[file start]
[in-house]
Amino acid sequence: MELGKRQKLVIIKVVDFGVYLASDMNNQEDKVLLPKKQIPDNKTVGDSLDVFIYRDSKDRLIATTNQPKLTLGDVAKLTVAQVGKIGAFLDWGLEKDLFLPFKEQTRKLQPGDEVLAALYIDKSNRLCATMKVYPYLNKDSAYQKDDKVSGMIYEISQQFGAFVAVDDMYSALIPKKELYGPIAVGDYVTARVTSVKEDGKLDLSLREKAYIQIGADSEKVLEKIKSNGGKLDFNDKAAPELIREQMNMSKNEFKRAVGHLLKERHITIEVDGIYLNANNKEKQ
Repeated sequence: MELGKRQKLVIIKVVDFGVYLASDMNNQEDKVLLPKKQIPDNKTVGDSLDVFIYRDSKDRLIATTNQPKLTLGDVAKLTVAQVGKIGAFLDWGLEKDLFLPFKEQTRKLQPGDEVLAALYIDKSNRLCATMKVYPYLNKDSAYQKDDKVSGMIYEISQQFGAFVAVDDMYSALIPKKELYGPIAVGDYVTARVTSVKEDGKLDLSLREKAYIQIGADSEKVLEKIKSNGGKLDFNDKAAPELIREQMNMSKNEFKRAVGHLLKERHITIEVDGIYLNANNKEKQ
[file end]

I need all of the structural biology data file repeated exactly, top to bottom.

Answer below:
[in-house]
Amino acid sequence: MELGKRQKLVIIKVVDFGVYLASDMNNQEDKVLLPKKQIPDNKTVGDSLDVFIYRDSKDRLIATTNQPKLTLGDVAKLTVAQVGKIGAFLDWGLEKDLFLPFKEQTRKLQPGDEVLAALYIDKSNRLCATMKVYPYLNKDSAYQKDDKVSGMIYEISQQFGAFVAVDDMYSALIPKKELYGPIAVGDYVTARVTSVKEDGKLDLSLREKAYIQIGADSEKVLEKIKSNGGKLDFNDKAAPELIREQMNMSKNEFKRAVGHLLKERHITIEVDGIYLNANNKEKQ
Repeated sequence: MELGKRQKLVIIKVVDFGVYLASDMNNQEDKVLLPKKQIPDNKTVGDSLDVFIYRDSKDRLIATTNQPKLTLGDVAKLTVAQVGKIGAFLDWGLEKDLFLPFKEQTRKLQPGDEVLAALYIDKSNRLCATMKVYPYLNKDSAYQKDDKVSGMIYEISQQFGAFVAVDDMYSALIPKKELYGPIAVGDYVTARVTSVKEDGKLDLSLREKAYIQIGADSEKVLEKIKSNGGKLDFNDKAAPELIREQMNMSKNEFKRAVGHLLKERHITIEVDGIYLNANNKEKQ